Jefferson sent the best of the United States Navy to deal with the situation and US Navy ships soon began to take a toll on the pirate vessels.  The squadron was composed of ships and commanded by officers that would become legend in the history of the Navy. Commanded by Commodore Edward Preble and included the Brig USS Argus, the Frigates USS Chesapeake, Constellation, Constitution, EnterprisePhiladelphia, Schooner Enterprise and Brig Syren.  Numerous young officers who would distinguish themselves in the following years served aboard the ships of the squadron.

One of the young officers was the 24 year old Captain of the 12 Gun Schooner USS Enterprise Stephen Decatur the son of a Navy Captain who had entered the Naval service as a Midshipman in 1798 and who had risen rapidly through the ranks due to his abilities and leadership. He was among the few officers selected to remain in service following the end of the Quasi-War with France.  By the time that he took command of Enterprise Decatur had already served as the First Lieutenant of the Frigates USS Essex and USS New York.  After an altercation with British officer while wintering in Malta he was sent home to command the new Brig of War USS Argus. He was ordered to bring her to Europe where he handed over command to Lieutenant Isaac Hull who would achieve fame in the War of 1812 as Commanding Officer of the USS Constitution.  Decatur was given command of Enterprise on when he detached from the Argus.

On December 23rd 1803 while operating with the Constitution Decatur and the Enterprise captured the small Tripolitan ketch Mastico which was sailing under Turkish colors.  The small ship was taken to Syracuse where Commodore Edward Preble condemned her as a prize of war, renamed her Intrepid and placed Decatur in command.

Normally such a transfer would be considered a demotion for an officer of Decatur’s caliber; but events at Tripoli had forced Preble to make a bold strike at the heart of the enemy.  On October 31st 1803 the Frigate USS Philadelphia one of the most powerful ships in the squadron, under the command of Captain William Bainbridge was lured into shoal water and ran aground on an uncharted shoal and was captured.  Her crew was taken prisoner an imprisoned while the ship was floated off the reef by the Tripolitans. The ship was partially repaired and moored as a battery in the harbor. For the moment the powerful frigate was out of action until her foremast which had been cut down by Bainbridge in his unsuccessful  attempt to float the ship off the shoal could be replaced.

Burning the Philadelphia

The threat posed by such a powerful ship in the hands of the enemy was too great to ignore. Preble ordered Decatur to man the Intrepid with volunteers and make a plan to destroy the Philadelphia while the ship was at anchor and unable to put to sea.  Decatur took 80 men from the Enterprise and was joined by eight more volunteers  from USS Syren including Lieutenant Thomas McDonough who had recently served aboard Philadelphia and knew the ship well. The Intrepid was re-rigged with the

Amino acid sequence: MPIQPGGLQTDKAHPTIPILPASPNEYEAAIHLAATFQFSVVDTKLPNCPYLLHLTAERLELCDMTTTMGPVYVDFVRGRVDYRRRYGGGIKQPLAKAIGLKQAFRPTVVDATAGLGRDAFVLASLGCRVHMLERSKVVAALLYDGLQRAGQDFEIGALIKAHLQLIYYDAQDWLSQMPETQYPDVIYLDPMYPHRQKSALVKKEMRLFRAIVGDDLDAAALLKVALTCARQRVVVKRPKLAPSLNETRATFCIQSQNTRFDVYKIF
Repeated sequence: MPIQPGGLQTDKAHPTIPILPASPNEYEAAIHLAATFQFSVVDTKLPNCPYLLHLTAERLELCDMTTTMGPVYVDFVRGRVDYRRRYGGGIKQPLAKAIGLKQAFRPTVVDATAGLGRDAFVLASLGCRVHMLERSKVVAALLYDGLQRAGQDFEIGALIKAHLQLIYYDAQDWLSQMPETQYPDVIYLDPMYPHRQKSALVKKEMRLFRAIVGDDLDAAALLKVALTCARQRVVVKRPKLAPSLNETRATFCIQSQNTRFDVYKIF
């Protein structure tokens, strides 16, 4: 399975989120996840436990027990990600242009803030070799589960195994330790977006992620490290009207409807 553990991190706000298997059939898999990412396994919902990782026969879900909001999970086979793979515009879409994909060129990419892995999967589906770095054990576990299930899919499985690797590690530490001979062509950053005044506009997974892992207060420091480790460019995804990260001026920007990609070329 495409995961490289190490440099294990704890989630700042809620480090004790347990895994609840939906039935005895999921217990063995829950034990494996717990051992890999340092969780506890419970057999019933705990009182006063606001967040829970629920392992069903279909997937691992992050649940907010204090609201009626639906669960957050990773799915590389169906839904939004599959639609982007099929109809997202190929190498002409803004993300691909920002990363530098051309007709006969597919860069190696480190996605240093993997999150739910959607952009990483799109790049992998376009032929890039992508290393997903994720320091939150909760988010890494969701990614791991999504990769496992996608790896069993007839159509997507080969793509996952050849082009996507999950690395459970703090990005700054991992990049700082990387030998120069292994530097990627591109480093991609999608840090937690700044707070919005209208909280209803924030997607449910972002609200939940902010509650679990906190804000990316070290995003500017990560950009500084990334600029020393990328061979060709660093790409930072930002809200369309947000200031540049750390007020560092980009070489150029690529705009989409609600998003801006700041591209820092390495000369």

Under the cover of night of February 16th 1804 Decatur took the former Tripolitan ship into the harbor beneath the dim light of the new moon.  The ship was able to slip past the guns of the forts overlooking the harbor using an Arabic speaking Sicilian sailor to request permission to enter the harbor under the ruse that she was a merchant ship that had lost her anchors in a storm.

The request was granted the and Decatur sailed the Intrepid to bring her alongside the Philadelphia without Securing permission from the Tripitolan watch standers aboard Philadelphia to tie up alongside the frigate. When he drew alongside the massive ship Decatur ordered his crew to board the Frigate. After a brief skirmish with the small contingent of sailors aboard he took control, and after ensuring that the ship was unseaworthy, he and his sailors set the frigate ablaze. When he was sure that the fire could not be extinguished he ordered his men back aboard Intrepid and sailed out of the harbor under the fire of Tripolitan shore batteries and gunboats.

The mission complete Decatur sailed Intrepid back to Syracuse where he was greeted as a hero and became one of the Navy’s legends.  Pope Pius VII publicly proclaimed that “the United States, though in their infancy, had done more to humble the anti-Christian barbarians on the African coast, than all the European states had done for a long period of time.” Admiral Horatio Nelson, one of the most heroic sailors that ever lived and no stranger to daring, said that Decatur’s accomplishment was “the most bold and daring act of the Age.

Decatur leading American Sailors in hand to hand combat against Barbary Pirates at Tripoli 1804 his younger brother Lieutenant James Decatur was killed aboard another gunboat in the action

Decatur would return to command the Enterprise in 1804 and would prove himself again against the forces of Tripoli. He distinguished himself  in the years to come against the Royal Navy in the War of 1812 and later in the Second Barbary War.

In that final Barbary war, Decatur’s squadron decisively defeated the Algerian fleet capturing the Frigate Mashouda and killing the highly successful and chivalrous commander of the Algerian raiding squadron, Rais Hamidu.

Following the defeat of the Algerian fleet, the  Pashas of Algiers, Tunis and Tripoli all made peace and reimbursed the Americans for the financial damage that they had done.  His victory ended the terror that the Barbary States had inflicted on Europeans for centuries and helped bring peace to the Mediterranean.  More than any one man Stephen Decatur was responsible for the end their reign of piracy and terror in the Mediterranean.

Peace,

Padre Steve+

1 Comment

Filed under History, Military, national security, Navy Ships, US Navy

Nothing Remains Static: The Never Built G3, Amagi, and Lexington Class Battle Cruisers

artist

Artists Depiction of G3 Battlecruiser 

Friends of Padre Steve’s World,